Stark is a strict liability statute, which means that the government is not required to prove that a provider intended to violate the law before assessing CMPs. Generally, a Stark violation could result in: (a) denial of payment; (b) an obligation to refund any amounts improperly paid; (c) civil monetary penalties; or (d) exclusion from participation in Federal or state health care programs.
(a) Denial of Payment.
The Stark self-referral laws provide that no payment will be made by Medicare or Medicaid for an item or service provided as the result of a prohibited referral. There is an exception to the denial of payment rule, which applies when the entity did not know or have reason to know the identity of the referring physician. However, this exception is rarely met as it is narrowly interpreted and subject to the claim otherwise meeting all applicable laws and regulations.
(b) Civil Monetary Penalties
For “knowing” violations, Stark imposes CMPs. Any person who presents (or causes to be presented) a claim for service that the person knows or should know resulted from a prohibited referral could be subject to a CMP. Additionally, a knowing violation could result in liability under the False Claims Act. There are several types of Stark violations that could result in the assessment of CMPs:
Presentment of a claim (or causing a claim to be submitted) involving an improper referral. This could result in a CMP of up to $15,000 for each service;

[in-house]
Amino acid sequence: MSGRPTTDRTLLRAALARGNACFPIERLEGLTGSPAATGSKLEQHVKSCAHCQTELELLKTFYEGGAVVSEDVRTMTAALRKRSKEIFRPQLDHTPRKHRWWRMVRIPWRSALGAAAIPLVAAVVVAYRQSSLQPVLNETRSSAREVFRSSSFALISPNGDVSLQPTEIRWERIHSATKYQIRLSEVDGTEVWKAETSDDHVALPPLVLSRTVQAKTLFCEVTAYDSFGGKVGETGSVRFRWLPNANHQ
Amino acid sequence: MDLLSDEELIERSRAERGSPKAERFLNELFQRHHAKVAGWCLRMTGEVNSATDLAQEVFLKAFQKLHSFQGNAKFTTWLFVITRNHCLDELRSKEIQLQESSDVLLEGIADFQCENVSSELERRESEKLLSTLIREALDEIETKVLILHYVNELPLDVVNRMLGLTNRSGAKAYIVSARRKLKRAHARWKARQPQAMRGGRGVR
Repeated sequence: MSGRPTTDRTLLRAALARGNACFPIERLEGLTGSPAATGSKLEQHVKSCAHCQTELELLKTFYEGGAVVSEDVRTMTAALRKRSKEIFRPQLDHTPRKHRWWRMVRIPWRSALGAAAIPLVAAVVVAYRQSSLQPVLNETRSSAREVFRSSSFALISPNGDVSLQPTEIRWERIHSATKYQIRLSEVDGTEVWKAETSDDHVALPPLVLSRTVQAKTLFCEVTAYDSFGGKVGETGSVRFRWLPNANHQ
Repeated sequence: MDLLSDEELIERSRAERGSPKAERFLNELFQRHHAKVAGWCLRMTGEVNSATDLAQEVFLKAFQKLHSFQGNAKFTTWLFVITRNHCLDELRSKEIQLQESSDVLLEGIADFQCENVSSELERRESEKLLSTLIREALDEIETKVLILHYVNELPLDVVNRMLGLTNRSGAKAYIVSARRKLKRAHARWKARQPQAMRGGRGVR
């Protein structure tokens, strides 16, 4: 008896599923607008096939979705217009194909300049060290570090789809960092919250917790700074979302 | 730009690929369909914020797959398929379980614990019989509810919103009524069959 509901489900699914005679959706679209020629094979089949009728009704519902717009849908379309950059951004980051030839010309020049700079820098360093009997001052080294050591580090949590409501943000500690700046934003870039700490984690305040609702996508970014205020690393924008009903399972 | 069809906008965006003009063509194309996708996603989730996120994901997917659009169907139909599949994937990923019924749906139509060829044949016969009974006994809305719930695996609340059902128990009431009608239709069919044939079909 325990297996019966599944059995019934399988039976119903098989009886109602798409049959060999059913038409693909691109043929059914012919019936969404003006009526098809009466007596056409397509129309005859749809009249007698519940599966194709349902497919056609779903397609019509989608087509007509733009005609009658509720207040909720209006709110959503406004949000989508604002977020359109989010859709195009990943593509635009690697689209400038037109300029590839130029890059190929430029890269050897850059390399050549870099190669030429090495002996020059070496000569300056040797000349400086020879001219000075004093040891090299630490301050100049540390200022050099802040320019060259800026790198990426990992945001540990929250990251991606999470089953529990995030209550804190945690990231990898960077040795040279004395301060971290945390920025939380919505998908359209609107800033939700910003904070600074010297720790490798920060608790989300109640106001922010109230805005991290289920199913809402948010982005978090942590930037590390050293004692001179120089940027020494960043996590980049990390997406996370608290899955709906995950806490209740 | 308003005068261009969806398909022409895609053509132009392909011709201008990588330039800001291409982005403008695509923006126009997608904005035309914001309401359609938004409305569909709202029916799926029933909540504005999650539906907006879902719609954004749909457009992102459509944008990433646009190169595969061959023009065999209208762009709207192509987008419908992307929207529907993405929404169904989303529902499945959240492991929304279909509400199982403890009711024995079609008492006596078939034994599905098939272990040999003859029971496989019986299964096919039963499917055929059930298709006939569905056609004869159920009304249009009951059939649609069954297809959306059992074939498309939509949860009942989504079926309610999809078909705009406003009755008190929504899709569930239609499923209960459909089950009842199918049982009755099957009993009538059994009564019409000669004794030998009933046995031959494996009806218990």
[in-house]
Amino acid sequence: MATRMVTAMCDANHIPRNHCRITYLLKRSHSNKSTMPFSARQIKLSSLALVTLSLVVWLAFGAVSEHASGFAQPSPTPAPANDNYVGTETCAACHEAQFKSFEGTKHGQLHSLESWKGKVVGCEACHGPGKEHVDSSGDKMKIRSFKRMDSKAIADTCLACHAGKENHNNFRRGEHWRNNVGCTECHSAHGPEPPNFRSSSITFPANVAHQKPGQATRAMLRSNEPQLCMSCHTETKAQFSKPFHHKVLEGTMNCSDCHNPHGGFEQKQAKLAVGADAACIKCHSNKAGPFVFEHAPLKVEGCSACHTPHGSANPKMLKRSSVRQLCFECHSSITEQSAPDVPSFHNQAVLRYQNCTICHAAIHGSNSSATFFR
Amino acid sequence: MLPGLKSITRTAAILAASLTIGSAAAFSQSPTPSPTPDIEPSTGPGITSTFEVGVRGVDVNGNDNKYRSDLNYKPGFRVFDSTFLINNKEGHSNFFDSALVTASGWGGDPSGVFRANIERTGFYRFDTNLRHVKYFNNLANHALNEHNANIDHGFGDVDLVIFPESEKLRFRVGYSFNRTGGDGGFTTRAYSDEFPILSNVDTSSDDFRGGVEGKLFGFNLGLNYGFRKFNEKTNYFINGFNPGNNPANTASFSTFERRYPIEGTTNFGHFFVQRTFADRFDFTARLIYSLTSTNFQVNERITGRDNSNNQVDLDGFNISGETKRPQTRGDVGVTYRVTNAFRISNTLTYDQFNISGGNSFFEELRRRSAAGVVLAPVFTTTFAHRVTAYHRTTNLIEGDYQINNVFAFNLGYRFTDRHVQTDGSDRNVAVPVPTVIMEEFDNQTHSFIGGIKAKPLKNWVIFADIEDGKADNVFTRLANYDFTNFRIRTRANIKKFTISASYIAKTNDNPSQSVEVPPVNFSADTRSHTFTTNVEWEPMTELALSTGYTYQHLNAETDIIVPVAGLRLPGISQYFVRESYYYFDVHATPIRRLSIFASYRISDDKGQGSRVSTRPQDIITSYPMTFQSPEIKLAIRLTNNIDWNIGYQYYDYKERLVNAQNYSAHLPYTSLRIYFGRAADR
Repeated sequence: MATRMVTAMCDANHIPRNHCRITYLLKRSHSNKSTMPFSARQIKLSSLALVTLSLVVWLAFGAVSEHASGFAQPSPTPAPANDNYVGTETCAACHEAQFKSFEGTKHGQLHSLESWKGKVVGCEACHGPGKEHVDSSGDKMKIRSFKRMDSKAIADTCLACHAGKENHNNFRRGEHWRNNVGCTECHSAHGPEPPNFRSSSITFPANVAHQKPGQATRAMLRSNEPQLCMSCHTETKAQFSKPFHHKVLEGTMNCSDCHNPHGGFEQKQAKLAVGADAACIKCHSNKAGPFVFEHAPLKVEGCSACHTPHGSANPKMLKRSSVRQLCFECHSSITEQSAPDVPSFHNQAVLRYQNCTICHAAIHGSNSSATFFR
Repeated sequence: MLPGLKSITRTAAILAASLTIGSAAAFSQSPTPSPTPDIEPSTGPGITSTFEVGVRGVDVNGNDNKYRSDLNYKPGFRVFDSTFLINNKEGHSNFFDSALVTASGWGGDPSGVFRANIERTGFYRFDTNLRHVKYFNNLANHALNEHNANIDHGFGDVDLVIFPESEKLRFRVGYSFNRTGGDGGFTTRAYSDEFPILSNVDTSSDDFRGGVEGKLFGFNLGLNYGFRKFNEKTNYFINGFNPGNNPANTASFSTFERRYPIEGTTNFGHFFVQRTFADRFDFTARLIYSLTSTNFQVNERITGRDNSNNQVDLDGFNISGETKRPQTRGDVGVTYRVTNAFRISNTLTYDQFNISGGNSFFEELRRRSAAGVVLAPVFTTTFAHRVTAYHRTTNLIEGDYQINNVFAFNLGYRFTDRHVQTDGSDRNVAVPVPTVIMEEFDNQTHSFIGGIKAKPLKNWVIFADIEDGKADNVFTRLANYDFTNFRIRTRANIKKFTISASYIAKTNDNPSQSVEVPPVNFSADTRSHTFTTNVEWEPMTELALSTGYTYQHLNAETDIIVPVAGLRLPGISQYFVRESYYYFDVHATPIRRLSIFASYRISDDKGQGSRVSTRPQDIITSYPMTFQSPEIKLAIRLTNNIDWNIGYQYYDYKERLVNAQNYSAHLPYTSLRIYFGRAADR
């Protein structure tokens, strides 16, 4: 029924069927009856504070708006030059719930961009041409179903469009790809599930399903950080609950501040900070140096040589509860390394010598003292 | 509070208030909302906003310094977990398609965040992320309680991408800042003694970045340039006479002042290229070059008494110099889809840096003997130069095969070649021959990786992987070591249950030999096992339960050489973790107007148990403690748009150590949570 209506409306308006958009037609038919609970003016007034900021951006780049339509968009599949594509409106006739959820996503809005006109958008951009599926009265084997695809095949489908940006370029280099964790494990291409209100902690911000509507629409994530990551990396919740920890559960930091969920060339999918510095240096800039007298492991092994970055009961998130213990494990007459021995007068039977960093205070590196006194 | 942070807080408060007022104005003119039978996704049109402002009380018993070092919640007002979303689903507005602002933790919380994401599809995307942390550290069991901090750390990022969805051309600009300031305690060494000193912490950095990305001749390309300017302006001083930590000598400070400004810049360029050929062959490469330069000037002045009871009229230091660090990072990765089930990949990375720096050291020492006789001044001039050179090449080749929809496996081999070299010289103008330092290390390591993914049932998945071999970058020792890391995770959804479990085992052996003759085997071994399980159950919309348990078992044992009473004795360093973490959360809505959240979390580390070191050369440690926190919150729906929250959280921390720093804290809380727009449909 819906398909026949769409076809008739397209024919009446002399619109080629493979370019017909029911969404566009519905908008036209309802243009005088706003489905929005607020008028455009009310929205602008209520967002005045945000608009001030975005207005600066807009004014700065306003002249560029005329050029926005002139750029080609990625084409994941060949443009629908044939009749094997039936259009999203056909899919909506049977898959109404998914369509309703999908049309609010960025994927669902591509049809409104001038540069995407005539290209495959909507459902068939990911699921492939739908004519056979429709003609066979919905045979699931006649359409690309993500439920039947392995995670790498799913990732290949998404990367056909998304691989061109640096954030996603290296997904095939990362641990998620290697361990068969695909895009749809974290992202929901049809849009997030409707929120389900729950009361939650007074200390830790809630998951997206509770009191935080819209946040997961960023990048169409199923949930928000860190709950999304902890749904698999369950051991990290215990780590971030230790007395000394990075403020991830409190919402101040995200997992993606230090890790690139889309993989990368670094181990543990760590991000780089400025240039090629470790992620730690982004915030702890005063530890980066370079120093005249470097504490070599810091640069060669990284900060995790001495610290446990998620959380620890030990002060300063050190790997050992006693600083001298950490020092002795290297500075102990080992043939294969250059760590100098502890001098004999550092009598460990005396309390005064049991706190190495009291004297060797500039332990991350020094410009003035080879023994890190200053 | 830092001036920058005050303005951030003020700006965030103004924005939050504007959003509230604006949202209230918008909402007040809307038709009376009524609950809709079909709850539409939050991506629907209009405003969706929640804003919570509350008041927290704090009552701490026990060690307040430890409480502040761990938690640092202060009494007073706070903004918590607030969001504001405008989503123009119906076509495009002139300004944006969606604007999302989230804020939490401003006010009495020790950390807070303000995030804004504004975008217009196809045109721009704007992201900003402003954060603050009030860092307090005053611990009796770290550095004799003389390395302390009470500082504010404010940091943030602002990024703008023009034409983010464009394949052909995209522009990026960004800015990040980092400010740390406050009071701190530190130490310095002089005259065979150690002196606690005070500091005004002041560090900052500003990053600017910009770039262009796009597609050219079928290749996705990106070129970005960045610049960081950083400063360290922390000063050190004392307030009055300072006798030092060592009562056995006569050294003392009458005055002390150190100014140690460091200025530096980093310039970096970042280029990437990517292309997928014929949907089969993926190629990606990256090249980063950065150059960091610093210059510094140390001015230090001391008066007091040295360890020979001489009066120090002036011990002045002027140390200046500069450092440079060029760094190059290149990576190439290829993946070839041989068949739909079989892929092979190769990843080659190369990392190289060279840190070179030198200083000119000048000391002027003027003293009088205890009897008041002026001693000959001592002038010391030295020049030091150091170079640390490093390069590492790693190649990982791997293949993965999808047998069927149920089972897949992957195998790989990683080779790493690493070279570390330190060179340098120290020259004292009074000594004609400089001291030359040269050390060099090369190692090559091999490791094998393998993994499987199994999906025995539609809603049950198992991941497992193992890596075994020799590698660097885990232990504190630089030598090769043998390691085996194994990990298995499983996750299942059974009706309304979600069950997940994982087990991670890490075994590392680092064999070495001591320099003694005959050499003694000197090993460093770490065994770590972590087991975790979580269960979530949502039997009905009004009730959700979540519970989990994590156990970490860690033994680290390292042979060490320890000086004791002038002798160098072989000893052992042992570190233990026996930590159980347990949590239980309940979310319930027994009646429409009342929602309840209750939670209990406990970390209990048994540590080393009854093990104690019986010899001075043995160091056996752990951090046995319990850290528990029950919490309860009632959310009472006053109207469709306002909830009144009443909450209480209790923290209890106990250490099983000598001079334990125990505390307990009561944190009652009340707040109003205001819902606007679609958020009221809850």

Failure to refund amounts received from a prohibited This could result in a CMP of up to $15,000 for each service; and
Participation in a “circumvention scheme.” This could result in a CMP of up to $100,000 for each such arrangement or
Additionally, the imposition of CMPs under Stark is subject to the same rules and procedures involved in the assessment of CMPs for other improper conduct. Therefore, those sanctioned under Stark could also be liable for the amount of losses incurred by the government as a result of the prohibited referral or up to three times that much (i.e., treble damages).
(c) Exclusion from Participation in Federal Health Care Programs.
In serious cases of Stark liability, OIG could seek to exclude a provider from participation in federal health benefits program under its permissive exclusion authorities.
V. Stark Self-Referral Violations and the False Claims Act:
A Stark violation could give rise to False Claims Act liability under the following theory: Medicare providers certify in all billing forms, cost reports, enrollment applications and elsewhere that their claims are submitted in conformity with various laws and regulations, including Stark.
Additionally, providers certify such compliance with those laws merely by participating in the Medicare program. If the providers submit claims to Medicare and receive payment for services furnished pursuant to a prohibited referral under Stark, then the claims are considered false for the purposes of the False Claims Act. If the provider knowingly presents a false claim, then he or she may be liable under the False Claims Act for up to three times the amount claimed, as well as significant penalties for each false claim. For additional information regarding the False Claims Act, please see this link.
VI. Stark Recommendations: